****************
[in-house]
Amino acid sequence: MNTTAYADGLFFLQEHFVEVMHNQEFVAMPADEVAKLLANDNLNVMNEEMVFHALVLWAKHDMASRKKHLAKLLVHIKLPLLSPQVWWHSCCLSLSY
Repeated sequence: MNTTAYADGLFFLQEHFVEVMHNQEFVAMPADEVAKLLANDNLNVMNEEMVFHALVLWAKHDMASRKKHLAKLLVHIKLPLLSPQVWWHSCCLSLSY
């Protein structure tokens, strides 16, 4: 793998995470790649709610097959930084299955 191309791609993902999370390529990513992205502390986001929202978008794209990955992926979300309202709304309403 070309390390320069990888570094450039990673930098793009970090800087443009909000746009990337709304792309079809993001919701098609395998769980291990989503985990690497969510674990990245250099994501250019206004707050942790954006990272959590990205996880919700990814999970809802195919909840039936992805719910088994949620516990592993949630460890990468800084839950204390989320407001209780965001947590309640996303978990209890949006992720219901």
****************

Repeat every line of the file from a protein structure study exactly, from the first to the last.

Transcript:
[in-house]
Amino acid sequence: MNTTAYADGLFFLQEHFVEVMHNQEFVAMPADEVAKLLANDNLNVMNEEMVFHALVLWAKHDMASRKKHLAKLLVHIKLPLLSPQVWWHSCCLSLSY
Repeated sequence: MNTTAYADGLFFLQEHFVEVMHNQEFVAMPADEVAKLLANDNLNVMNEEMVFHALVLWAKHDMASRKKHLAKLLVHIKLPLLSPQVWWHSCCLSLSY
């Protein structure tokens, strides 16, 4: 793998995470790649709610097959930084299955 191309791609993902999370390529990513992205502390986001929202978008794209990955992926979300309202709304309403 070309390390320069990888570094450039990673930098793009970090800087443009909000746009990337709304792309079809993001919701098609395998769980291990989503985990690497969510674990990245250099994501250019206004707050942790954006990272959590990205996880919700990814999970809802195919909840039936992805719910088994949620516990592993949630460890990468800084839950204390989320407001209780965001947590309640996303978990209890949006992720219901």